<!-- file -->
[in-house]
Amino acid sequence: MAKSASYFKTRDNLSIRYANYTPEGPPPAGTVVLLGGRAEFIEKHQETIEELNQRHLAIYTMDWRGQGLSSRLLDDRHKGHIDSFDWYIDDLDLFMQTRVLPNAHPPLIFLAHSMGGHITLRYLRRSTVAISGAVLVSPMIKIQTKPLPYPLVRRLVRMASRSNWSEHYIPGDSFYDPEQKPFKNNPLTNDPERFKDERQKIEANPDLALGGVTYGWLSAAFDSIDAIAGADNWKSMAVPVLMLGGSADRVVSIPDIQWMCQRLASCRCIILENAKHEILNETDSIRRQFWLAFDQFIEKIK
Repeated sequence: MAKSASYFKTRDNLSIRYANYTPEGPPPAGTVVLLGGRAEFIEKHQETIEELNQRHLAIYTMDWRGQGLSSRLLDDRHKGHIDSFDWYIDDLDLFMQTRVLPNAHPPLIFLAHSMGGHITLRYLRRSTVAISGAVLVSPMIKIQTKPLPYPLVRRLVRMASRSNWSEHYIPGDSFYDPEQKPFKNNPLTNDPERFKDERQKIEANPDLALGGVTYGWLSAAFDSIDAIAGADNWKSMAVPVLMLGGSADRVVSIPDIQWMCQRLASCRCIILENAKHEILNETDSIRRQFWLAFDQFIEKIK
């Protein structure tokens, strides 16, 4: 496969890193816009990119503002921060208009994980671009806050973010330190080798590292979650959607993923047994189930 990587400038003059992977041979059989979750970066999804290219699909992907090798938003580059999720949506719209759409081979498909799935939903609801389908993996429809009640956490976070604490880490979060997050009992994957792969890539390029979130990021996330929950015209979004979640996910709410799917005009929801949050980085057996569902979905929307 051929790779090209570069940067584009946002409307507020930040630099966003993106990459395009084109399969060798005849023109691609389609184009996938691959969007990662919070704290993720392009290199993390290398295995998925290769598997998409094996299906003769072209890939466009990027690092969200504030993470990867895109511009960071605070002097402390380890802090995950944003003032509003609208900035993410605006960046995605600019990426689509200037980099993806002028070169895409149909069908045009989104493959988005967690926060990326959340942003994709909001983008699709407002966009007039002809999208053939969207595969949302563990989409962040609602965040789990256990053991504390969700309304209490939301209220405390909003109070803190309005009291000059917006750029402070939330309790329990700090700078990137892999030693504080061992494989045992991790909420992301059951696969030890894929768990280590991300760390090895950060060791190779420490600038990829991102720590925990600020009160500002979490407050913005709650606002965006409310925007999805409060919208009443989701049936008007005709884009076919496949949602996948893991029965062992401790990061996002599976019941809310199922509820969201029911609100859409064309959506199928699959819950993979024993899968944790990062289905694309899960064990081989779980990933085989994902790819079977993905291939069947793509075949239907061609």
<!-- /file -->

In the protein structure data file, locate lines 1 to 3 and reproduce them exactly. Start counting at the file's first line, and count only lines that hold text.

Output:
[in-house]
Amino acid sequence: MAKSASYFKTRDNLSIRYANYTPEGPPPAGTVVLLGGRAEFIEKHQETIEELNQRHLAIYTMDWRGQGLSSRLLDDRHKGHIDSFDWYIDDLDLFMQTRVLPNAHPPLIFLAHSMGGHITLRYLRRSTVAISGAVLVSPMIKIQTKPLPYPLVRRLVRMASRSNWSEHYIPGDSFYDPEQKPFKNNPLTNDPERFKDERQKIEANPDLALGGVTYGWLSAAFDSIDAIAGADNWKSMAVPVLMLGGSADRVVSIPDIQWMCQRLASCRCIILENAKHEILNETDSIRRQFWLAFDQFIEKIK
Repeated sequence: MAKSASYFKTRDNLSIRYANYTPEGPPPAGTVVLLGGRAEFIEKHQETIEELNQRHLAIYTMDWRGQGLSSRLLDDRHKGHIDSFDWYIDDLDLFMQTRVLPNAHPPLIFLAHSMGGHITLRYLRRSTVAISGAVLVSPMIKIQTKPLPYPLVRRLVRMASRSNWSEHYIPGDSFYDPEQKPFKNNPLTNDPERFKDERQKIEANPDLALGGVTYGWLSAAFDSIDAIAGADNWKSMAVPVLMLGGSADRVVSIPDIQWMCQRLASCRCIILENAKHEILNETDSIRRQFWLAFDQFIEKIK